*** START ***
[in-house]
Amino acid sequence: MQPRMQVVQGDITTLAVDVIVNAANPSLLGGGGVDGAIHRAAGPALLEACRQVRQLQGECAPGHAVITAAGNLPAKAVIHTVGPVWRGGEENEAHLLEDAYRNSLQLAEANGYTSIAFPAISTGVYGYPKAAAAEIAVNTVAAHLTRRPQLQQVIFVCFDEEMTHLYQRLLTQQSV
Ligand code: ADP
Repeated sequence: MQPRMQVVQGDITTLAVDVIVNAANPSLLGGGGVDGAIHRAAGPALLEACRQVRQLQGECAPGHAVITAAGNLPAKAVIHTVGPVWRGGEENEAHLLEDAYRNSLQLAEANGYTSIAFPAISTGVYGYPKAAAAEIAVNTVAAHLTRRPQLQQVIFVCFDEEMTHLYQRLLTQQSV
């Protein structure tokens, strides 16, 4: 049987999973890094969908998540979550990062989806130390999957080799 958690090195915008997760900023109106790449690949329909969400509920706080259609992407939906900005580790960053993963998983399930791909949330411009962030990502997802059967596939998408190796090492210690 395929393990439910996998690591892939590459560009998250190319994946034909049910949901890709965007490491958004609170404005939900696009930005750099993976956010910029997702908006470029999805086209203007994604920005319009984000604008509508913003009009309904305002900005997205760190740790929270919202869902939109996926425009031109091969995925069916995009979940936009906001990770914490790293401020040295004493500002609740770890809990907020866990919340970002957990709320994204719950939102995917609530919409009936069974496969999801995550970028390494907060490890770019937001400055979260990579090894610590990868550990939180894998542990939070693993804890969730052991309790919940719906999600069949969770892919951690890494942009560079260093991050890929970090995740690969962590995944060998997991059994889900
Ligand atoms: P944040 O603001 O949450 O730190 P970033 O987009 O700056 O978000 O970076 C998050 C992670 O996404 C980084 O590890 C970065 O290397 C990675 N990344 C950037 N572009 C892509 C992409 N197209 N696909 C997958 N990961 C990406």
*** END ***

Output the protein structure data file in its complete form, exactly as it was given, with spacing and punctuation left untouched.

[in-house]
Amino acid sequence: MQPRMQVVQGDITTLAVDVIVNAANPSLLGGGGVDGAIHRAAGPALLEACRQVRQLQGECAPGHAVITAAGNLPAKAVIHTVGPVWRGGEENEAHLLEDAYRNSLQLAEANGYTSIAFPAISTGVYGYPKAAAAEIAVNTVAAHLTRRPQLQQVIFVCFDEEMTHLYQRLLTQQSV
Ligand code: ADP
Repeated sequence: MQPRMQVVQGDITTLAVDVIVNAANPSLLGGGGVDGAIHRAAGPALLEACRQVRQLQGECAPGHAVITAAGNLPAKAVIHTVGPVWRGGEENEAHLLEDAYRNSLQLAEANGYTSIAFPAISTGVYGYPKAAAAEIAVNTVAAHLTRRPQLQQVIFVCFDEEMTHLYQRLLTQQSV
């Protein structure tokens, strides 16, 4: 049987999973890094969908998540979550990062989806130390999957080799 958690090195915008997760900023109106790449690949329909969400509920706080259609992407939906900005580790960053993963998983399930791909949330411009962030990502997802059967596939998408190796090492210690 395929393990439910996998690591892939590459560009998250190319994946034909049910949901890709965007490491958004609170404005939900696009930005750099993976956010910029997702908006470029999805086209203007994604920005319009984000604008509508913003009009309904305002900005997205760190740790929270919202869902939109996926425009031109091969995925069916995009979940936009906001990770914490790293401020040295004493500002609740770890809990907020866990919340970002957990709320994204719950939102995917609530919409009936069974496969999801995550970028390494907060490890770019937001400055979260990579090894610590990868550990939180894998542990939070693993804890969730052991309790919940719906999600069949969770892919951690890494942009560079260093991050890929970090995740690969962590995944060998997991059994889900
Ligand atoms: P944040 O603001 O949450 O730190 P970033 O987009 O700056 O978000 O970076 C998050 C992670 O996404 C980084 O590890 C970065 O290397 C990675 N990344 C950037 N572009 C892509 C992409 N197209 N696909 C997958 N990961 C990406």